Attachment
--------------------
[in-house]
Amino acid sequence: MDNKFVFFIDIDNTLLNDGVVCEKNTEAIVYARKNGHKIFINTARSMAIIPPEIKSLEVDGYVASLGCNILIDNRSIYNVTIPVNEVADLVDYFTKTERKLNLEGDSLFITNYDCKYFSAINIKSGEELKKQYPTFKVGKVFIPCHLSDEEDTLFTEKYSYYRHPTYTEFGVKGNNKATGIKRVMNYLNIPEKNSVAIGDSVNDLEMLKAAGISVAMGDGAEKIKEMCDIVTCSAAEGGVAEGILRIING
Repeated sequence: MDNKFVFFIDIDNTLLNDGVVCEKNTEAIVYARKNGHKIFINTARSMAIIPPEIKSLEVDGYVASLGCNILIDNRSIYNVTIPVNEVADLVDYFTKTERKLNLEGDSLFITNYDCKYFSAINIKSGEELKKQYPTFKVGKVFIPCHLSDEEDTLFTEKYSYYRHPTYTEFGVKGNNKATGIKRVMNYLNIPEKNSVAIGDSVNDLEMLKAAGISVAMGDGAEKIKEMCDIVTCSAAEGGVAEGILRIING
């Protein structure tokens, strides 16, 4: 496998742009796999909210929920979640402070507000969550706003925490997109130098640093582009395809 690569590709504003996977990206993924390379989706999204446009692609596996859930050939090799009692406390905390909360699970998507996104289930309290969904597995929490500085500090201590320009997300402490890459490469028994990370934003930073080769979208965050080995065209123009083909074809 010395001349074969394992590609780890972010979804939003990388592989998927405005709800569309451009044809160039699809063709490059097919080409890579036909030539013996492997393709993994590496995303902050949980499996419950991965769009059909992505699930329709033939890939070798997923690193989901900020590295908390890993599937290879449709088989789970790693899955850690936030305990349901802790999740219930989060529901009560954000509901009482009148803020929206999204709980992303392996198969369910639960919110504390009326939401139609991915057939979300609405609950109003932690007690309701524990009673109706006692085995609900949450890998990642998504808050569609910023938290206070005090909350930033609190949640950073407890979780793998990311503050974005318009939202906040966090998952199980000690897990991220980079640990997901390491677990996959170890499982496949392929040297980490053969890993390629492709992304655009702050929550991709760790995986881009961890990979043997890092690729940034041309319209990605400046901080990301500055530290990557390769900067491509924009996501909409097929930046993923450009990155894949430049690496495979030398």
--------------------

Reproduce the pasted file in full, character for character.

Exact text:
[in-house]
Amino acid sequence: MDNKFVFFIDIDNTLLNDGVVCEKNTEAIVYARKNGHKIFINTARSMAIIPPEIKSLEVDGYVASLGCNILIDNRSIYNVTIPVNEVADLVDYFTKTERKLNLEGDSLFITNYDCKYFSAINIKSGEELKKQYPTFKVGKVFIPCHLSDEEDTLFTEKYSYYRHPTYTEFGVKGNNKATGIKRVMNYLNIPEKNSVAIGDSVNDLEMLKAAGISVAMGDGAEKIKEMCDIVTCSAAEGGVAEGILRIING
Repeated sequence: MDNKFVFFIDIDNTLLNDGVVCEKNTEAIVYARKNGHKIFINTARSMAIIPPEIKSLEVDGYVASLGCNILIDNRSIYNVTIPVNEVADLVDYFTKTERKLNLEGDSLFITNYDCKYFSAINIKSGEELKKQYPTFKVGKVFIPCHLSDEEDTLFTEKYSYYRHPTYTEFGVKGNNKATGIKRVMNYLNIPEKNSVAIGDSVNDLEMLKAAGISVAMGDGAEKIKEMCDIVTCSAAEGGVAEGILRIING
């Protein structure tokens, strides 16, 4: 496998742009796999909210929920979640402070507000969550706003925490997109130098640093582009395809 690569590709504003996977990206993924390379989706999204446009692609596996859930050939090799009692406390905390909360699970998507996104289930309290969904597995929490500085500090201590320009997300402490890459490469028994990370934003930073080769979208965050080995065209123009083909074809 010395001349074969394992590609780890972010979804939003990388592989998927405005709800569309451009044809160039699809063709490059097919080409890579036909030539013996492997393709993994590496995303902050949980499996419950991965769009059909992505699930329709033939890939070798997923690193989901900020590295908390890993599937290879449709088989789970790693899955850690936030305990349901802790999740219930989060529901009560954000509901009482009148803020929206999204709980992303392996198969369910639960919110504390009326939401139609991915057939979300609405609950109003932690007690309701524990009673109706006692085995609900949450890998990642998504808050569609910023938290206070005090909350930033609190949640950073407890979780793998990311503050974005318009939202906040966090998952199980000690897990991220980079640990997901390491677990996959170890499982496949392929040297980490053969890993390629492709992304655009702050929550991709760790995986881009961890990979043997890092690729940034041309319209990605400046901080990301500055530290990557390769900067491509924009996501909409097929930046993923450009990155894949430049690496495979030398």